Some may consider corporate wellbeing as a “new age” concept, but actually, it has been there for decades in varying forms (health & safety, financial literacy, etc.). But as our workplaces develop and our work changes, the concept of corporate wellbeing shapeshifts and adapts to our needs. In the last few decades, there has been an increased focus and rise on the wellbeing of employees through various initiatives and activities as part of an HR strategy. But, as the COVID-19 pandemic came about, corporate wellbeing is now taking a more urgent and central stance in organizations and governmental strategies.
The blurring of lines between the professional and personal lives
There has been a tremendous amount of cover on our new ways of working. Although we had the same internet connectivity and software, we were not urged to change our ways. The pandemic catalysed the process of digitalisation and the move towards a new reality and forced us to truly take advantage of the technology that we use on a daily basis. And as human beings are social animals, we have a strong capacity to adapt to survive beyond our imagination.
As companies employ people through the gig economy and organizations are becoming almost virtual due to the pandemic. This brings to question the nature and definition of workplace safety as people work from their homes as the company no longer owns the workplace or the boundaries of the workplace are hard to define. Now, workplace safety is now being turned toward a broader notion of employee wellbeing and wellness. We are moving away from a disconnected relationship with employees to looking at their wellbeing in a holistic manner.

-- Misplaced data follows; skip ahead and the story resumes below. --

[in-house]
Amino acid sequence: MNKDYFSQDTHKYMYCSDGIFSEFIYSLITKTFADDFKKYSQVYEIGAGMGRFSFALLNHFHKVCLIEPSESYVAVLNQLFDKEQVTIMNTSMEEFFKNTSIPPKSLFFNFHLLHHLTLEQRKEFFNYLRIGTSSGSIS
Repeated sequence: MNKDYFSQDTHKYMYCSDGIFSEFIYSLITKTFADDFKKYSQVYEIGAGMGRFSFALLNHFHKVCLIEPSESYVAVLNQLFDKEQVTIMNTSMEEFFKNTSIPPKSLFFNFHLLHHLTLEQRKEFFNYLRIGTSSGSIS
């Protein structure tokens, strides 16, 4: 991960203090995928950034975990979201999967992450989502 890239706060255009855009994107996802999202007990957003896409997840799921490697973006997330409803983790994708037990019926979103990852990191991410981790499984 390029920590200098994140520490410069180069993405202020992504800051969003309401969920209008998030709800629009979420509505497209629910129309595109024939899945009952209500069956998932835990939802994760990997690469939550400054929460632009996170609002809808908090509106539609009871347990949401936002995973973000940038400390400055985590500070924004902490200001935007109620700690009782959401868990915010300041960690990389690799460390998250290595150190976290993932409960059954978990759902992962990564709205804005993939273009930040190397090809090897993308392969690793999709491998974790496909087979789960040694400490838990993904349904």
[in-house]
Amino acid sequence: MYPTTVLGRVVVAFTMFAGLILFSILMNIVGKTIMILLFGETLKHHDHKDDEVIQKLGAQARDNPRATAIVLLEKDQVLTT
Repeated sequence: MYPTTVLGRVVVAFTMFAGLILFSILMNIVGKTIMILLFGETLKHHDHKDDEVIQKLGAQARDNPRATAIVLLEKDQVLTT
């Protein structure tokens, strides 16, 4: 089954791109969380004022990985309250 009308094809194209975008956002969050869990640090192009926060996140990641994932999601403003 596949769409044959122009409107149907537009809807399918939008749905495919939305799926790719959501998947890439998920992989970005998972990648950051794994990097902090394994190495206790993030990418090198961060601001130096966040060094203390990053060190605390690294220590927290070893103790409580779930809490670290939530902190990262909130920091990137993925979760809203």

A study by Professor Peter Fleming in his book ‘Mythology of Work’, found that “1 in 3 British workers check their emails before 6:30 am, while 80% of British employers consider it acceptable to phone employees out of hours.” This study was conducted in 2017 before any pandemic hits. Now, with working from home and the lack of commute or change in environment, the lines between the professional and personal lives are getting blurred.
So, with the lingering uncertainty, unstable economy, the loss of loved ones, the stress of distance learning, etc., this has doubled the stress on the workforces. This is why it’s critical as organisations to create the right culture of health that embraces psychological safety and prioritizes employee’s mental health – virtually.
Corporate wellbeing changing and it has a place in the corporate strategy
A company is a living organism with its own sense of direction. But that direction is dictated by its leaders and the culture it embodies. And with the rising statistics of work-related stress, the change in culture needs to come from the leadership. And that requires not a one-time event, but rather a sustained effort of changing the actions, systems, and the alignment of an organization to meet the needs of its new environment. The Chartered Institute of Personnel and Development (CIPD) recent statistics (2018/19) stated that 602,000 workers across Great Britain have suffered from work-related stress, depression, or anxiety in the last year, and were the cause of 54% of all working days lost to ill health (12.8 million days).
“And with the rising statistics of work-related stress, the change in culture needs to come from the leadership. And that requires not a one-time event, but rather a sustained effort of changing the actions, systems, and the alignment of an organization to meet the needs of its new environment.“
In the midst of the pandemic and increase in such saddening statistics, it’s essential for companies to ask themselves: What are our values? How do we care for employees? and who we are as we stand in the face of the pandemic’s uncertainty?